Japan’s Kirin to End Beer Joint Venture With Myanmar Military ‘by December’
By The Irrawaddy 12 November 2021
Japanese beverage giant Kirin plans to dissolve by next month its joint venture with the Myanmar military, Myanmar Brewery, whose profits plunged by almost 50 percent on-year in the third quarter, its financial results for the period show.
The collapse in sales at the brewer follows a boycott by anti-junta protesters of military-linked products, which is part of a campaign to sever the coup leaders’ financial lifelines. Products like Myanmar Brewery’s Myanmar Beer can no longer be found on store shelves due to the boycott.
Kirin said in its presentation of the third quarter report on Tuesday that “we are aware that we must dissolve the joint ventures as soon as possible. We are preparing to take action by the end of this year, including legal action, and we are considering all possible measures to dissolve the JV.”
Kirin owns 51 percent of Myanmar Brewery, with military-owned conglomerate Myanma Economic Holdings Public Co. Ltd. (MEHL) holding the rest.
In its Q3 2021 financial report, Kirin said Myanmar’s beer market had shrunk, with sales volumes hit by the spread of COVID-19, the “political upheaval” and supply chain disruptions.
Compared to the same period last year, Myanmar Brewery’s sales volume was down over 30 percent.
Normalized operating profit was down 49.4 percent year-on-year “due to lower sales volume and increased raw material cost, among others.”
Kirin downplayed quarter-on-quarter improvements at Myanmar Brewery this fiscal year, saying that given the risks facing the firm’s operations, it was “better to have a flat view.”
Improvements in most of its overseas markets could not offset the decline in its domestic and Myanmar operations, the Japanese firm said.
Following the Feb. 1 coup, Kirin announced that it was ending its joint-venture partnership with MEHL, citing its deep concerns over the actions of the military, which it said run counter to the company’s standards and human rights policy.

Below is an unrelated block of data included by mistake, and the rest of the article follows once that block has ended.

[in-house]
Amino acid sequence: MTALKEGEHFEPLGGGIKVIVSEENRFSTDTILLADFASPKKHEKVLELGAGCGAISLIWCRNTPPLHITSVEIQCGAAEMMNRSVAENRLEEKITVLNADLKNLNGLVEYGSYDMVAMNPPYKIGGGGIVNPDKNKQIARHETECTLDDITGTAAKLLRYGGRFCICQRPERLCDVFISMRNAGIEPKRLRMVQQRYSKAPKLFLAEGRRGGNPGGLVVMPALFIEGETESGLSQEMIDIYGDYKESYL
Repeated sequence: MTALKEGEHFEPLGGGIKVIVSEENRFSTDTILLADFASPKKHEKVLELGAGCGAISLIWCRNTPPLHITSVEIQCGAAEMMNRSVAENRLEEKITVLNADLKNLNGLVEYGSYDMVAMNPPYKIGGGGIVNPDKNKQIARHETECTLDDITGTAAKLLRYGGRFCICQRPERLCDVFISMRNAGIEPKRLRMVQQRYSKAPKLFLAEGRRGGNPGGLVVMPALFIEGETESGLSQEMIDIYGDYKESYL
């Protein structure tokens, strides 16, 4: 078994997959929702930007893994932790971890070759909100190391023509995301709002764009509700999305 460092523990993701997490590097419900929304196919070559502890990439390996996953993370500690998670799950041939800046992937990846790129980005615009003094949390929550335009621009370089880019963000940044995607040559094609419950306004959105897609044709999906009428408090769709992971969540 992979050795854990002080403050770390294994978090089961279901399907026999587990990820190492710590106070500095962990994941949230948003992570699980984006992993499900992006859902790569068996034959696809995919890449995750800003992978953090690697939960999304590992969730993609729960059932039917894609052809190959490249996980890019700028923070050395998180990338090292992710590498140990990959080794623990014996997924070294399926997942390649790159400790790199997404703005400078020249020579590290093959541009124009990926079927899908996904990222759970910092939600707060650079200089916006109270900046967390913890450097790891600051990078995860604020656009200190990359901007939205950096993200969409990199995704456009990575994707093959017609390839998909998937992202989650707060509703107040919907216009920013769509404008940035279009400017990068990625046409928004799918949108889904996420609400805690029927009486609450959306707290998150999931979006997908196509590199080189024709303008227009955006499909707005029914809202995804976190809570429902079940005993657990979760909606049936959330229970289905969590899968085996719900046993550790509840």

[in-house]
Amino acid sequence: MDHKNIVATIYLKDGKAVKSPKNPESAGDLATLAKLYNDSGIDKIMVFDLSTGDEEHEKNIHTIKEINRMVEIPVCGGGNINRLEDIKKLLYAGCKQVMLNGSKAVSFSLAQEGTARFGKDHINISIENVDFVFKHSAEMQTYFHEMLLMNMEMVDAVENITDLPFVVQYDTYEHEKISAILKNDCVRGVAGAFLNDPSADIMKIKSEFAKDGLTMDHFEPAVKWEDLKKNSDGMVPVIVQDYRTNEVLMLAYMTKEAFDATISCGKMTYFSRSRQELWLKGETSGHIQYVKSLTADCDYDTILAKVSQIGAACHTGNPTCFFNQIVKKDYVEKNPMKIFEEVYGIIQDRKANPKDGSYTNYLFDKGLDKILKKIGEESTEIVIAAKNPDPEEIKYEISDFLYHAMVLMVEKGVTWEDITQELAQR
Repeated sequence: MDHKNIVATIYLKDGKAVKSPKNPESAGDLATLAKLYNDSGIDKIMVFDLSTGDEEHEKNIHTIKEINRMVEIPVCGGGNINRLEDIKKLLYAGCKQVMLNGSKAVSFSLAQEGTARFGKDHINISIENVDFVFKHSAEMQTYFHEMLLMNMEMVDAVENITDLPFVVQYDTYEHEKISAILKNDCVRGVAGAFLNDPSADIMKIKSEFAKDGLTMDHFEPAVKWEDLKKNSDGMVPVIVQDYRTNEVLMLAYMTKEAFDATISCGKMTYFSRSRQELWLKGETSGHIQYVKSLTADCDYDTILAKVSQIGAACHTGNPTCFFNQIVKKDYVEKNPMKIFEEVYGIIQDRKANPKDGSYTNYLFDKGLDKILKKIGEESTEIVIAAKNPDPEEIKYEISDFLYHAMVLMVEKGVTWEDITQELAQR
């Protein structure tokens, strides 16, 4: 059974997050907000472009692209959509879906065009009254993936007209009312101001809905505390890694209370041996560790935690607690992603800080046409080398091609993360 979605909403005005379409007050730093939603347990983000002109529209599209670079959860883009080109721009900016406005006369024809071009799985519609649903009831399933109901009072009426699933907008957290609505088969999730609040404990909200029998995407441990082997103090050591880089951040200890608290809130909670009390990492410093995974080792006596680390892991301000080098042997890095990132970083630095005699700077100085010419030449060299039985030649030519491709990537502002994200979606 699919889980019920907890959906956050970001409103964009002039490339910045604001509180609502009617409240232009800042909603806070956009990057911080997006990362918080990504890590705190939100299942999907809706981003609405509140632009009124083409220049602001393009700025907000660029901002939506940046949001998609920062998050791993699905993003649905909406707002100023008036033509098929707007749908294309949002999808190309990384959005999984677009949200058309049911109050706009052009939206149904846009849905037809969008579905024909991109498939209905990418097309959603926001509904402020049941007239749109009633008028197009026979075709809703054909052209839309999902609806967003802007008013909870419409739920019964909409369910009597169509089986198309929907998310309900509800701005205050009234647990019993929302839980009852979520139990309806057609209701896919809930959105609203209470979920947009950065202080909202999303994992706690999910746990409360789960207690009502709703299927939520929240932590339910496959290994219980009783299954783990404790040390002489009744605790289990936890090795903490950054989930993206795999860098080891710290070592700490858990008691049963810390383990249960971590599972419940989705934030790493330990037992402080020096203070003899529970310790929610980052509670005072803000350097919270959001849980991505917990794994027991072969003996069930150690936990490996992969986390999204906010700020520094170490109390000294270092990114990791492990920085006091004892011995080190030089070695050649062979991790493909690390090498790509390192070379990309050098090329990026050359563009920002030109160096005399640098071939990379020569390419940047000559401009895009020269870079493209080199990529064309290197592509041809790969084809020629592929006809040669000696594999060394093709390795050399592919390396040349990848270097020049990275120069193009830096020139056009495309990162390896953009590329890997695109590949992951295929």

But 10 months later, Kirin said discussions on dissolving the partnership with MEHL are still underway.
Human rights group Justice for Myanmar (JFM) said the financial results in the report provide clear evidence that the mass boycott of military-linked products by Myanmar consumers is working, by directly impacting the flow of money into the pockets of the coup leaders.
JFM demanded that Kirin immediately stop the Myanmar Brewery operation and its JV with MEHL and provide transparency on how it intends to end the business operation.
Kirin earlier faced international condemnation for its partnership with Myanmar’s military amid accusations of genocide against the Rohingya in western Myanmar. Last year, Kirin hired Deloitte Tohmatsu Financial Advisory to conduct an independent review of the financial and governance structures of MEHL. However, its probe into MEHL’s military connections ended inconclusively because access to information was denied.
Nonetheless, Kirin stopped making dividend payments to the military-owned company last November.
“The dividends from Myanmar Brewery continue to be suspended,” it said on Tuesday.
Kirin’s Myanmar business recorded operating profit of US$115 million (161.84 billion kyats) in 2019, according to the company.
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